Momentarily confused, I remembered what he was referring to. I replied that following the recent earthquake, I had helped organize a fundraiser for a local ngo in Montreal doing sustainable development in Haiti. I told him it was a concert of sorts, with poetry of sorts being read. He interrupted me at this point and asked if I did poetry and I replied yes. He then asked if I had ever raised money for the United States. Holding back the first snarky comment to hit my mind, I stuttered no. He then asked where I was originally from and I replied Pakistan, confused as it was pretty damn clear on my passport that he was religiously reading that I was from the country his country was currently having a field day with drone attacks. He quickly then asked if I had ever raised money for Pakistan “or other such countries” to which I replied that I had not, just done some peace relations work here and there. He continued to give me a cold look. He then said “It seems as though you attend protests. Do you?” and without thinking and believing to sticking to the truth at all times, I replied “yes.”

He looked me straight in the eye, his falling further (no idea how that’s possible at this point) and said to me “We don’t want any protestors here.”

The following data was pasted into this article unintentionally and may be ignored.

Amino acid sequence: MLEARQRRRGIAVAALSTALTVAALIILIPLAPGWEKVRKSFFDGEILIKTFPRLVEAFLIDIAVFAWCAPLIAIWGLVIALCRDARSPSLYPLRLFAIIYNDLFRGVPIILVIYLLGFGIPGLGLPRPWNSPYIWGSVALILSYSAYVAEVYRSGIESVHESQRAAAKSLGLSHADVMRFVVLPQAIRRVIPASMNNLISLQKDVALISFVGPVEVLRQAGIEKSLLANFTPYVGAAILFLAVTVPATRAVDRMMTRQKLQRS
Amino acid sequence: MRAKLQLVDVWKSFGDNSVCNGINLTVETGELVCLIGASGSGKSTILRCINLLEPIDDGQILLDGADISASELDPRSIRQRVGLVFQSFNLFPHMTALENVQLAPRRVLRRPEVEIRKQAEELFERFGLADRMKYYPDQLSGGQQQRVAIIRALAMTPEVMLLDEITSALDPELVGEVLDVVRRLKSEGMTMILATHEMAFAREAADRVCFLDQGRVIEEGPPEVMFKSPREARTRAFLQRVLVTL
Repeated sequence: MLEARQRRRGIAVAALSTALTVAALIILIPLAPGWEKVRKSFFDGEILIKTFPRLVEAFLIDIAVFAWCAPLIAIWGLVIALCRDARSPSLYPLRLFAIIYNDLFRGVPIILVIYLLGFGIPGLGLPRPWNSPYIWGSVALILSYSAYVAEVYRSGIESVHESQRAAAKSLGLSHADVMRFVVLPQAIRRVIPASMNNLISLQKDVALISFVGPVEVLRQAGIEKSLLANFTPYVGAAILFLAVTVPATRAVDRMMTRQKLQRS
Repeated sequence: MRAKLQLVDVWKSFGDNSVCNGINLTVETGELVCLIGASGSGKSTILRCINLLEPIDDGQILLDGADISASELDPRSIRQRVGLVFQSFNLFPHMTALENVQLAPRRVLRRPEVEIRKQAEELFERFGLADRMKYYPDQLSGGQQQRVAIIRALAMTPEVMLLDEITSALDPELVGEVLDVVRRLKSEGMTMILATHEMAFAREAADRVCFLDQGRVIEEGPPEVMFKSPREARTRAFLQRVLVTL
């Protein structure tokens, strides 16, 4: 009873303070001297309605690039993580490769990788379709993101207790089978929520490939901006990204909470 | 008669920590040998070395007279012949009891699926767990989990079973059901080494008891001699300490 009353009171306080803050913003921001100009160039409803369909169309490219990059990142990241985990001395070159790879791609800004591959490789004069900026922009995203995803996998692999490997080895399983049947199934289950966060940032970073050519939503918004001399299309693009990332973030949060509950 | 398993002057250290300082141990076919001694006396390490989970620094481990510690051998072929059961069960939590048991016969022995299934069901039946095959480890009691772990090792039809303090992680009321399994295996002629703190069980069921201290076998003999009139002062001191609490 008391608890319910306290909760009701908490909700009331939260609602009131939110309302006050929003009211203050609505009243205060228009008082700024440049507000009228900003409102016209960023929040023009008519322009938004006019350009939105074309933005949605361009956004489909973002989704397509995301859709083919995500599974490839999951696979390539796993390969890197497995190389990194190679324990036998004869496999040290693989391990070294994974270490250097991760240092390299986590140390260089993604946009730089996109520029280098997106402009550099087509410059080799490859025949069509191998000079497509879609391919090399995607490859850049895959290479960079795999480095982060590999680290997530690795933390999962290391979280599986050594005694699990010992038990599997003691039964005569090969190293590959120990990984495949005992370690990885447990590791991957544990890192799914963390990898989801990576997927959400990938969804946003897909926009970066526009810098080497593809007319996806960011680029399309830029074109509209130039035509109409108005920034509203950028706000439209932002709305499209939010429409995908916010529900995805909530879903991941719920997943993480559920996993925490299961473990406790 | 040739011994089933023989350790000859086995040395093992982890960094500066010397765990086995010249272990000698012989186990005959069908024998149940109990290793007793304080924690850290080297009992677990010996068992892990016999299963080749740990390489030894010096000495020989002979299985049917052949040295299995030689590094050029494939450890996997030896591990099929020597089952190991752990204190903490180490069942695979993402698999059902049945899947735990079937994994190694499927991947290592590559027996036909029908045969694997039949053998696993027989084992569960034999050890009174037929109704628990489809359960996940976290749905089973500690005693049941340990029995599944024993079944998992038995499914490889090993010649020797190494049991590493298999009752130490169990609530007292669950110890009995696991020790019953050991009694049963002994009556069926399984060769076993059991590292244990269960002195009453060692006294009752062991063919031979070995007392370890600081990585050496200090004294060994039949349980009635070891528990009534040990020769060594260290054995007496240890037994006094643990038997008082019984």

Clearly the right to assemble peacefully means shit in the United States, according to this guy.

My face fell as I began to realize a not-so-awesome outcome that could possibly result from this interrogation. I later also realized that he missed the following words/notes in my planner: Meeting with student about Hizbullah and Abortion-Holocaust 6 pm. I also was confused as to how he determined I attended protests. I would later find out he saw my scribbles in my planner as well as a campaign card for Haiti, by Amnesty International, world-renowned shit-disturber. All he had seen was information I had written down about Haiti. There was no mention of any protest I had attended of any sort in my planner. Fundraising for the poorest country in the western hemisphere in the face of natural disaster, through poetry and music, is apparently equivalent to smashing Starbucks windows.